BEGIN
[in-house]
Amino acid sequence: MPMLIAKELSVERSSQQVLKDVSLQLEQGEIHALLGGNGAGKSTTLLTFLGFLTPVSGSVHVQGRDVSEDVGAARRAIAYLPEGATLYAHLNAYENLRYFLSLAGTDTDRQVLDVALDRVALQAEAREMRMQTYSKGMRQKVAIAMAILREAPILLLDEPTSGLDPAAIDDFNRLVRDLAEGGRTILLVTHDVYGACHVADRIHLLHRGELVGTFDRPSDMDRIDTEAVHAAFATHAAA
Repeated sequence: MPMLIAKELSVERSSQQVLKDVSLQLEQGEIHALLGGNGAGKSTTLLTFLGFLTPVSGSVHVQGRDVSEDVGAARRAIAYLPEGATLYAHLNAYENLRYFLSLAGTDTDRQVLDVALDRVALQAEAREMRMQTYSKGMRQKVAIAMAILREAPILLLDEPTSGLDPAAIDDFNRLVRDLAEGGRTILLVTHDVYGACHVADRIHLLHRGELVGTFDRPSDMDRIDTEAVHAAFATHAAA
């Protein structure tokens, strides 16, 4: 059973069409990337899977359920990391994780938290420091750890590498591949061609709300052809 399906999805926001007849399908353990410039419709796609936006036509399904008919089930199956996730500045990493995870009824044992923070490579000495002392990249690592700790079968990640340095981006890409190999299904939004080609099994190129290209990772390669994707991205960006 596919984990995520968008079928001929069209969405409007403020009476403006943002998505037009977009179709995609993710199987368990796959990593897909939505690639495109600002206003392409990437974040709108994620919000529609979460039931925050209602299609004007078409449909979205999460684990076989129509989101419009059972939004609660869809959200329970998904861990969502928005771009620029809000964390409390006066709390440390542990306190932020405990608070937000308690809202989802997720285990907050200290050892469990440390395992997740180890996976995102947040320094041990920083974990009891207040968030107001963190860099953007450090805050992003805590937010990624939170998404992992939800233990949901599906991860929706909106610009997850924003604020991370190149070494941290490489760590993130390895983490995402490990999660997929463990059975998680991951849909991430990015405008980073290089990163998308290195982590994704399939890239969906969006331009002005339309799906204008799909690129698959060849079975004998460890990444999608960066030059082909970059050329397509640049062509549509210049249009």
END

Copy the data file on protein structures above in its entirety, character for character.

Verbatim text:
[in-house]
Amino acid sequence: MPMLIAKELSVERSSQQVLKDVSLQLEQGEIHALLGGNGAGKSTTLLTFLGFLTPVSGSVHVQGRDVSEDVGAARRAIAYLPEGATLYAHLNAYENLRYFLSLAGTDTDRQVLDVALDRVALQAEAREMRMQTYSKGMRQKVAIAMAILREAPILLLDEPTSGLDPAAIDDFNRLVRDLAEGGRTILLVTHDVYGACHVADRIHLLHRGELVGTFDRPSDMDRIDTEAVHAAFATHAAA
Repeated sequence: MPMLIAKELSVERSSQQVLKDVSLQLEQGEIHALLGGNGAGKSTTLLTFLGFLTPVSGSVHVQGRDVSEDVGAARRAIAYLPEGATLYAHLNAYENLRYFLSLAGTDTDRQVLDVALDRVALQAEAREMRMQTYSKGMRQKVAIAMAILREAPILLLDEPTSGLDPAAIDDFNRLVRDLAEGGRTILLVTHDVYGACHVADRIHLLHRGELVGTFDRPSDMDRIDTEAVHAAFATHAAA
């Protein structure tokens, strides 16, 4: 059973069409990337899977359920990391994780938290420091750890590498591949061609709300052809 399906999805926001007849399908353990410039419709796609936006036509399904008919089930199956996730500045990493995870009824044992923070490579000495002392990249690592700790079968990640340095981006890409190999299904939004080609099994190129290209990772390669994707991205960006 596919984990995520968008079928001929069209969405409007403020009476403006943002998505037009977009179709995609993710199987368990796959990593897909939505690639495109600002206003392409990437974040709108994620919000529609979460039931925050209602299609004007078409449909979205999460684990076989129509989101419009059972939004609660869809959200329970998904861990969502928005771009620029809000964390409390006066709390440390542990306190932020405990608070937000308690809202989802997720285990907050200290050892469990440390395992997740180890996976995102947040320094041990920083974990009891207040968030107001963190860099953007450090805050992003805590937010990624939170998404992992939800233990949901599906991860929706909106610009997850924003604020991370190149070494941290490489760590993130390895983490995402490990999660997929463990059975998680991951849909991430990015405008980073290089990163998308290195982590994704399939890239969906969006331009002005339309799906204008799909690129698959060849079975004998460890990444999608960066030059082909970059050329397509640049062509549509210049249009």